While drug companies struggle to develop medicines for rich countries and typically overlook diseases elsewhere, a robot scientist named Eve has found compounds that could fight drug-resistant malaria. Eve’s developers believe their artificial intelligence (AI) technology could speed up drug discovery, as critics call for a “match” with a live chemist.
The AI-endowed robot is designed to add a new, advanced ability to learn on top of the computational smarts that the pharmaceutical industry already uses. In research published February 4 in Journal of the Royal Society Interface computer scientist Ross King from the University of Manchester in England and his team say Eve found a chemical called TNP-470 effectively targets an enzyme that is key to the growth of Plasmodium vivax, one of the parasites that causes malaria. “I didn’t expect to actually find any useful compounds, I thought we’d just demonstrate the AI,” King says.
Eve not only has brains—it also has drug discovery brawn. Its computer server controls two robot arms that dance amidst equipment for dispensing liquids into plastic plates containing large numbers of wells. The plates are used in screening tests for potentially useful drug compounds. Drug molecules, in essence, act like tiny keys that slot into protein or enzyme locks. In the plates each well holds a biochemical system containing a lock, and when a key fits into it the system triggers a detectable signal such as fluorescence. Initial signals—or hits—are usually found on one instrument before further tests are done elsewhere to check if the key really does fit the lock. Eve integrates these usually separate capabilities, accelerating the research process.
Pharmaceutical companies often have to screen hundreds of thousands of compounds to find hits that tell them about the nature of the lock. These hits are never the exact, perfect key needed to treat a disease. So, after having slogged through the lengthy screening process chemists and biologists spend considerable effort using the data to work out what compound to make and test next. To do so, they create a “quantitative structure–activity relationship” (QSAR) from the screening results. This is a mathematical function that relates a molecule’s composition, shape and properties such as electrical charge to how well it fits the lock. Even with computer-assisted QSAR, however, it still takes a slow trial and error process to hammer out the exact key that could become a drug.
Eve’s artificial intelligence—a set of “active learning” algorithms added onto QSAR capabilities—is set up to find promising leads faster. After working through a “learning set” of around 5,000 molecules the AI gleans characteristics of keys that fit best with the locks. Then it uses those characteristics to predict which remaining members of the collection are more likely to be hits, selecting and testing only them. Since screening the rest of the collection will not add much more knowledge, Eve can quit early.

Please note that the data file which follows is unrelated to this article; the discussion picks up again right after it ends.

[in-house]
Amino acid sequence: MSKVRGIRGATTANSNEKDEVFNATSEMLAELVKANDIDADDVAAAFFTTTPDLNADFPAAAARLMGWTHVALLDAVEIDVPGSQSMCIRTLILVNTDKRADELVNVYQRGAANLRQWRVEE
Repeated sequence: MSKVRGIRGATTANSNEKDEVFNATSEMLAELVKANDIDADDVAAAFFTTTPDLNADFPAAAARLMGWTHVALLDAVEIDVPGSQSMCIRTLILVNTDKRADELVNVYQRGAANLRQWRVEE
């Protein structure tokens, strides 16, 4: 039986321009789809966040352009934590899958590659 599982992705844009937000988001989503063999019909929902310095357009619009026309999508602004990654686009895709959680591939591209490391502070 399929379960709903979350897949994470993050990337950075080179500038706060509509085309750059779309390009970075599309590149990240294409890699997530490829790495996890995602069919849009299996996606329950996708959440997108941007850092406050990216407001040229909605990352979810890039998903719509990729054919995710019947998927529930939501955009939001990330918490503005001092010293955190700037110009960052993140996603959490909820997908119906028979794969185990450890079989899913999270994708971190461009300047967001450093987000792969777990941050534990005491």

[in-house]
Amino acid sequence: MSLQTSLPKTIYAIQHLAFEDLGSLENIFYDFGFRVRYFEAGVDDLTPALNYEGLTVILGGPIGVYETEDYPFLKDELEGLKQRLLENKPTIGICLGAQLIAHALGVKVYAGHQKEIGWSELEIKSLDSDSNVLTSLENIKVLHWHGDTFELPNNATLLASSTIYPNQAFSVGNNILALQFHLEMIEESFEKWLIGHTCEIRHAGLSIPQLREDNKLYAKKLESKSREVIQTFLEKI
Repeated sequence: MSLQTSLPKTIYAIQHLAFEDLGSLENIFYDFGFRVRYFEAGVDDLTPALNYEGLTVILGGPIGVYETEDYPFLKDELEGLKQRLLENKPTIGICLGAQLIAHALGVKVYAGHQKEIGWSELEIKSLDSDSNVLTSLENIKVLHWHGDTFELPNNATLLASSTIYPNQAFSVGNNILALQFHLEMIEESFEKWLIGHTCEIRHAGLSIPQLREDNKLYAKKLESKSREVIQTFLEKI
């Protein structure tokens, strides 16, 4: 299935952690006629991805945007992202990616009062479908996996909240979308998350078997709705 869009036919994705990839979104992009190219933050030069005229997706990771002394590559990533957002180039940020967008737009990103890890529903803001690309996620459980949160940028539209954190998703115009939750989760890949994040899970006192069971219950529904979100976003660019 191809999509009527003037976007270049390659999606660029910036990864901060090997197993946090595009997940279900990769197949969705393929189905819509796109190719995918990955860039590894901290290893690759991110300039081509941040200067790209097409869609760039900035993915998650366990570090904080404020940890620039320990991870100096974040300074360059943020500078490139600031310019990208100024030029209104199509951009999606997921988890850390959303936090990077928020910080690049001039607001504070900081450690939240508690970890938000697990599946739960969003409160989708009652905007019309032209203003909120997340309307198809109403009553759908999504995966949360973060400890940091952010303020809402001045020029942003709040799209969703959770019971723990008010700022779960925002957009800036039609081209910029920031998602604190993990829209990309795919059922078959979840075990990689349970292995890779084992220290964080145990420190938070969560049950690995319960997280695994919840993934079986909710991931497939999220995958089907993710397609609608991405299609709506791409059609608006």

In the search for a malaria drug one possible lock scientists have targeted is an enzyme called dihydrofolate reductase (DHFR), which plays an important role in cell growth. It is found in people as well as parasites, however, so fighting malaria without harming patients means hitting the parasite version while avoiding the human one. Eve rapidly screened molecules using brewer’s yeast cells genetically engineered to contain DHFR-encoding genes from P. vivax—as well as from P. Vivax species that resist an existing malaria drug—and other yeast holding human DHFR genes. It turned out that among all molecules tested, tiny amounts of TNP-470 could stop yeast with drug-resistant P. vivax DHFR from growing whereas it took concentrations 1,000 times greater to stop yeast with human DHFR.
Eve’s ability screen quickly also reduces costs, because commercial screening compounds are sold for around $15 per milligram, over 10 times the price of gold. “If you screen the whole library, you’ll find all the hits, but you’ve consumed some of all the compounds and a lot of time,” King says. Doing things Eve’s way could help solve what he calls pharma’s “fundamental problem”: It is too slow and expensive to develop new drugs.
Derek Lowe, a medicinal chemist who writes a blog about drug discovery called In the Pipeline, agrees that the potential speed and cost advantages are important, but with a caveat. Eve “seems like a natural consequence of the technologies we use already,” he says. “As with any automated system, my worry about Eve is that people will take its results at face value, never bothering to look under the hood,” he adds. “So while I'm not hostile to this approach, I am wary of it, because I think that many real-world applications—at least the way the real world is now—will be a rough fit for it. But that situation is bound to change over time, and if people aren't working on this sort of thing, it'll never improve,” he says.
Sean Ekins, a computational drug discovery consultant at Collaborations in Chemistry in North Carolina, is much more skeptical. He notes pharma companies have found hundreds of antimalaria compounds more potent than TNP-470 and says that he is not convinced Eve can do QSAR. He wants to see Eve go head-to-head with a real computational chemist. “Eve should go back to the Garden of Eden and leave drug discovery to scientists who know what they are doing,” Ekins says.
King also wants to see a direct competition but says that it is hard to organize such a “bake-off.” He’s used to flak from pharma researchers but still feels it is inevitable that systems like Eve will play a bigger role in finding drugs. “In the future AI systems will be deciding what to make and screen because they’re just better at some tasks than humans,” he says.